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Did the Supreme Court just make removal easier for insurance companies?

On Dec. 15, 2014, the Supreme Court issued its opinion in the case Dart Cherokee Basin Operating Company, LLC v. Owens (the Dart case). 135 S.Ct. 547. The Dart case involved the removal of a class action to federal court pursuant to the Class Action Fairness Act of 2005. At issue was whether the defendant was required to submit evidence of the amount in controversy with its notice of removal. The Supreme Court granted certiorari to resolve a circuit split and addressed the following question:

“To assert the amount in controversy adequately in the removal notice, does it suffice to allege the requisite amount plausibly, or must the defendant incorporate into the notice of removal evidence supporting the allegation?”
135 S.Ct. at 551. The Supreme Court ruled that a defendant’s notice of removal “need include only a plausible allegation that the amount in controversy exceeds the jurisdictional threshold.” 135 S.Ct. at 554. However, the Supreme Court declined to address whether a presumption against removal was proper in the Dart case. Id. Although the Dart case was not an insurance coverage dispute, it is common for insurance companies to remove to federal court. The Dart case now lends support that such notices of removal need not contain evidence of the amount in controversy, but rather merely an allegation pursuant to the general pleading standard of Rule 8(a). However, a policyholder plaintiff is not left without recourse even after the Dart case. The plaintiff (and the Court) can contest or question the defendant’s amount in controversy allegation. 135 S.Ct. at 553. When that happens, “both sides submit proof and the court decides, by a preponderance of the evidence, whether the amount-in-controversy requirement has been satisfied.” 135 S.Ct. at 554. Therefore, any policyholder plaintiff faced with a removal by an insurance company that disputes the required amount in controversy exists should immediately garner supporting evidence. Additionally, it is important to remember that diversity jurisdiction also requires complete diversity among the parties. Therefore, the policyholder plaintiff should also look closely at the details of the insurance company’s headquarters and other facts that could impact the question of diversity when faced with a removal.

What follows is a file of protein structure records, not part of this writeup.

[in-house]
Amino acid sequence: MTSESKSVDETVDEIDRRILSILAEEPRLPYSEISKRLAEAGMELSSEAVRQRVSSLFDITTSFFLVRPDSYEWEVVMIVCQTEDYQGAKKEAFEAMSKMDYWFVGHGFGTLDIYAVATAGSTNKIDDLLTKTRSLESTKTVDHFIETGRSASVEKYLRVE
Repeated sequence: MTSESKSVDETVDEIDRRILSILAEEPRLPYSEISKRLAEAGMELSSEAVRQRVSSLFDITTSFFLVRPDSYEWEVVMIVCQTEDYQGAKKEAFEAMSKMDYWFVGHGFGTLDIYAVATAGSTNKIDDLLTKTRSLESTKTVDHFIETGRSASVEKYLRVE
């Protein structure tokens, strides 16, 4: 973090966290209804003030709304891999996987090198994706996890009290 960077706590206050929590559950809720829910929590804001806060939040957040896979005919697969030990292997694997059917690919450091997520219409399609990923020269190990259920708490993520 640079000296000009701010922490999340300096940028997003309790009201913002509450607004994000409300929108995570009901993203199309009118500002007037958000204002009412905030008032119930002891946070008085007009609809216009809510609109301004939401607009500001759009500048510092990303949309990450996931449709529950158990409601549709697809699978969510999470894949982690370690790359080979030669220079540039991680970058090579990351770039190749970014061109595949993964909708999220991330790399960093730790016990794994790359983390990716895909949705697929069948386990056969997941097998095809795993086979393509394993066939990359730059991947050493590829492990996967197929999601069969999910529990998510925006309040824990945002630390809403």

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Class Action Fairness Act of 2005
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